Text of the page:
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Wastewater Business Services

Working with Business

The Wastewater Department is charged with making sure that harmful substances aren't discharged into our sewer system. Our Industrial Pretreatment Program is set up to talk to businesses and identify things that can be problem.

The City has a Pretreatment Ordinance that allows us to condition or deny businesses from discharging some substances into the sanitary sewer—substances that create safety hazards, damage structures, interfere with treatment plant operations and processes, or that can't be removed and pass through into biosolids or with the effluent into the Spokane River.

The Pretreatment Program's first step is to survey businesses to determine whether they have the potential to discharge anything other than domestic wastewater. The information gathered by the survey is used to determine what the business has to do and informs us about what is in the wastewater system. We can also help businesses to avoid any accidental spills. The information is also reported annually to the Washington State Department of Ecology.

Business owners should understand the regulations that apply to their wastewater discharge, and comply with applicable regulations and standards. Let's take a look at what's required.

Domestic Dischargers

Businesses that discharge wastewater only from restrooms or hand sinks are considered Domestic Dischargers. They are responsible for ensuring that no Prohibited Discharges are introduced to the sewer system from their facility. This level of normal domestic use is not regulated.

Minor Industrial Users

Businesses that discharge wastewater containing nondomestic pollutants must abide by local limits and follow industry-specific Best Management Practices (BMPs) to keep their wastewater as clean as reasonably possible.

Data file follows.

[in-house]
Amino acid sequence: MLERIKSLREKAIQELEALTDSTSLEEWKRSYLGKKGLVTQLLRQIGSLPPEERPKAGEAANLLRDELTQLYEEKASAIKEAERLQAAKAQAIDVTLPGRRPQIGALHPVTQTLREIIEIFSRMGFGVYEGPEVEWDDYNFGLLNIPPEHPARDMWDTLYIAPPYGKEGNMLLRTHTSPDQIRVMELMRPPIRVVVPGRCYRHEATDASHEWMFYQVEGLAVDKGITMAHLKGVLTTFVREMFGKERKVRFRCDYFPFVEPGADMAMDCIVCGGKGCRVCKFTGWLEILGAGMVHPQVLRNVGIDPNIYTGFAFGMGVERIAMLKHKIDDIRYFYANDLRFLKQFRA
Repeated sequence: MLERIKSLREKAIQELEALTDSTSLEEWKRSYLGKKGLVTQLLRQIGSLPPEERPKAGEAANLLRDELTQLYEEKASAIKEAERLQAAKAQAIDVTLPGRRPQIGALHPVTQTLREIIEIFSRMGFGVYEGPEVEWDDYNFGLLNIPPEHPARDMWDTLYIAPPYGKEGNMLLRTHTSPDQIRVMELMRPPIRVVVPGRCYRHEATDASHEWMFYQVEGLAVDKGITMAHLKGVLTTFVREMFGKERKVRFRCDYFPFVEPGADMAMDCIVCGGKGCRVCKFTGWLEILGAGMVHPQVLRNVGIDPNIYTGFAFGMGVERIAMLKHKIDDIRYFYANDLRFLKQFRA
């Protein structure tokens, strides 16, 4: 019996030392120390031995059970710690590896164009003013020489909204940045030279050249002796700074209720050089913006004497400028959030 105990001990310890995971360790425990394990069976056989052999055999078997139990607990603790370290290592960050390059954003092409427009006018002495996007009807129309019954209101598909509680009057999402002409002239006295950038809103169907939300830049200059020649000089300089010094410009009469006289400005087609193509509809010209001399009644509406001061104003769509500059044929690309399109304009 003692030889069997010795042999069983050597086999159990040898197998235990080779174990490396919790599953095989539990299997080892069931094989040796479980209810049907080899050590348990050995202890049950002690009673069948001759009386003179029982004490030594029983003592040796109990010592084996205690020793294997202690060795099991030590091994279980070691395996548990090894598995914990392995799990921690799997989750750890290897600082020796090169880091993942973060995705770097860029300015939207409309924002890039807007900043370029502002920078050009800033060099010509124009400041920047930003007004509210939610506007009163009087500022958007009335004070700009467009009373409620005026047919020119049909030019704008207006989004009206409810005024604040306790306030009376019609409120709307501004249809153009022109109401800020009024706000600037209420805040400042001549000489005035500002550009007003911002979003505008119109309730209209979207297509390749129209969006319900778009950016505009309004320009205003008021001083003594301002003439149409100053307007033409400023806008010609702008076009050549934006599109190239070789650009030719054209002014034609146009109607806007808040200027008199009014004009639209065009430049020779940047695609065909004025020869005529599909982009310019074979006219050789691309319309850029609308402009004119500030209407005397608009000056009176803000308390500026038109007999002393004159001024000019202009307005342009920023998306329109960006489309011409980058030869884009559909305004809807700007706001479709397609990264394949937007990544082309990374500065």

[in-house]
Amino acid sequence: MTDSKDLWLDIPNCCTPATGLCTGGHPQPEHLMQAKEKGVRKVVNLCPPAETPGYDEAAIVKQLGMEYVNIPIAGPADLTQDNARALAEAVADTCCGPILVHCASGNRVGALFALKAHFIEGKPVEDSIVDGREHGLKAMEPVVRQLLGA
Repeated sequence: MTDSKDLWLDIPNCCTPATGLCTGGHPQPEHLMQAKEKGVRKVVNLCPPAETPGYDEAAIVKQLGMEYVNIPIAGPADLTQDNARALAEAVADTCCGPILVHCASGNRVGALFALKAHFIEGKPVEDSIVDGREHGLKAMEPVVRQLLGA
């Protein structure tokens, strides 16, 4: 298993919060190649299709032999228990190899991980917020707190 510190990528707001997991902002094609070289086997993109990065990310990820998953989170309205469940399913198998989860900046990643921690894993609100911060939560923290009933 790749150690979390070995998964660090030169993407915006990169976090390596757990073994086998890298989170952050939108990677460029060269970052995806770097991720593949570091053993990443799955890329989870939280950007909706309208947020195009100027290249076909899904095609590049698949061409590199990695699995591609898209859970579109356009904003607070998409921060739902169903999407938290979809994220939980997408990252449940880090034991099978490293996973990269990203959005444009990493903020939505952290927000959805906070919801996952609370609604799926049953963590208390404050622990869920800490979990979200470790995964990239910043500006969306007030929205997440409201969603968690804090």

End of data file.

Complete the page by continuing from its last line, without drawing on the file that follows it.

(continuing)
BMPs can prevent the release of pollutants that can damage the sewers or the treatment plant, cause the plant to release pollutants that violate its Permit, or endanger wastewater personnel.

For example, restaurants that do not properly maintain their grease interceptors can cause grease clogs in the sewer resulting in sewer backups into streets or basements; auto repair shops that do not properly dispose of used solvents can cause an explosion hazard in the sewer or at the plant headworks; and car wash operations that use acidic cleaners and do not properly neutralize their wastewater prior to discharge can cause acid damage to the sewers.

Significant Industrial Users

The City of Spokane requires all Significant Industrial Users to obtain a Wastewater Discharge Permit.

A Significant Industrial User is:

  1. A user subject to categorical pretreatment standards as defined by the US Environmental Protection Agency. These processes by their nature generate pollutants that, if unregulated, can disrupt treatment processes, pass through the plant unchanged and pollute the river, or create hazardous conditions in the sewer or treatment plant.
  2. A user that:
    1. Discharges an average of2 5,000 gallons per day or more of process wastewater to the sewer (excluding sanitary, noncontact cooling and boiler blow down wastewater); or
    2. Contributes a process waste stream which makes up 5 percent or more of the average dry weather hydraulic or organic capacity of our treatment plant. “Organic capacity” means the capacity of the treatment plant to treat wastewater as opposed to the “hydraulic capacity” or capability to accept and handle fluids; or